So all I can do is ask and wait, ask and wait. Meanwhile, I am beginning to feel weak and to lose my balance, and every muscle that I use for any purpose whines and complains about it.

Thanks for the reply: it was indeed helpful. I'll let you know what develops.

Jai Ram
Art
"I can at best report only from my own wilderness. The important thing is that each man possess such a wilderness and that he consider what marvels are to be observed there." -- Loren Eiseley

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Re: Rapture?

Postby W4TVQ » November 18th, 2009, 2:03 pm

Update: The cause of my problem may have been uncovered at last. As Sherlock Holmes said, when all other explanations have been ruled out, the one that is left is correct.

All other causes having been ruled out, what is left is the medication nifedipine, which has been known to cause precisely this problem (dysgeusia). In fact, my problem began when my MD increased the dosage of nifedipine; consequent to that, I experienced loss of taste, dzziness, weakness, and (as of today) loss of 30 pounds. My blood pressure dropped to an unsafe low, so I cut back on the nifedipine -- and the sense of taste is coming back!

So that must be it. I see the MD Thursday and hopefully will be put on some other less toxic BP medication.

---------

Interestingly, coincident with my apparent emerging from the nightmare of dysgeusia, I have encountered a most extraordinary teacher. His name, with which you are no doubt quite familiar, is Thich Nhat Hanh, a Vietnamese Buddhist, and the book I am currently reading is The Heart of the Buddha's Teaching. The only problem this book is causing me is the struggle to slow down, to red it carefully and thoughtfully rather than plow on through hoping to absorb it all in record time. Patience is not a virtue I ever learned well. But holy cow! What an eye-opener.

---------

Just thought I'd share that with you. And say thank you for your prayers and well wishes.

Jai Ram
Art
"I can at best report only from my own wilderness. The important thing is that each man possess such a wilderness and that he consider what marvels are to be observed there." -- Loren Eiseley

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Speculum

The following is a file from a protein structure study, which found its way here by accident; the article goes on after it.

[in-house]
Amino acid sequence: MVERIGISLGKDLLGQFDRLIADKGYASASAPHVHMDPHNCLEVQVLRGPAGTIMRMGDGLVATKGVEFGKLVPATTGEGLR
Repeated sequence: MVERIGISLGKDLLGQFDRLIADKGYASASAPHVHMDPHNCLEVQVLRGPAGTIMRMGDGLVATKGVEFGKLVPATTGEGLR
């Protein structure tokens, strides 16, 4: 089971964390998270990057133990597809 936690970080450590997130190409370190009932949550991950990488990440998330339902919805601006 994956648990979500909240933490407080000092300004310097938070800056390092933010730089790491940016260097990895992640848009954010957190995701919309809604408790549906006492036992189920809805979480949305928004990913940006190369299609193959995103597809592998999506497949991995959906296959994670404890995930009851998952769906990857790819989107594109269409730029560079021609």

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Re: Rapture?

Postby Speculum » November 22nd, 2009, 1:26 am

The cause of my problem may have been uncovered at last.


Excellent news. Please do keep us informed.

... coincident with my apparent emerging from the nightmare of dysgeusia, I have encountered a most extraordinary teacher, Thich Nhat Hanh ...


So that was the reason for it all!
"The only real voyage of discovery consists not in seeking new landscapes but in having new eyes." Marcel Proust

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Re: Rapture?

Postby W4TVQ » November 22nd, 2009, 4:34 pm

So that was the reason for it all!


Quite possibly so. The teachings of the Buddha make snse of a lot of things, including the teachngs of Jesus. I particularly was enlightened (poited to the light) by this: "Like good organic gardeners they [the enlightened] do not discriminate in favor of the flowers or against the garbage. They know how to transform garbage into flowers."

Of course, once we have begun to grasp the four noble truths, the eightfold path, etc., it becomes luminously clear that it is identical to the teachings of Jesus, and of Krishna, and of Lao-Tzu, and of every other spiritual teacher any time anywhere.

----

some, though not all, of my ability to taste food is back. Eggs, veggies, okay: meat, cheese, not yet. Perhaps I am supposed to be come a vegetarian now. If so, I'm okay with it.

-----

Jai Ram
Art
"I can at best report only from my own wilderness. The important thing is that each man possess such a wilderness and that he consider what marvels are to be observed there." -- Loren Eiseley

Georg
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Re: Rapture?

Postby Georg » November 23rd, 2009, 7:29 pm

Art,

good to hear positive news from you.

it becomes luminously clear that it is identical to the teachings of Jesus


Yes.
There is one book, where this is made very explicit, it is "The Zen Teachings of Jesus" by Kenneth Leong.
"Si tacuisses, philosophus mansisses" (Boethius)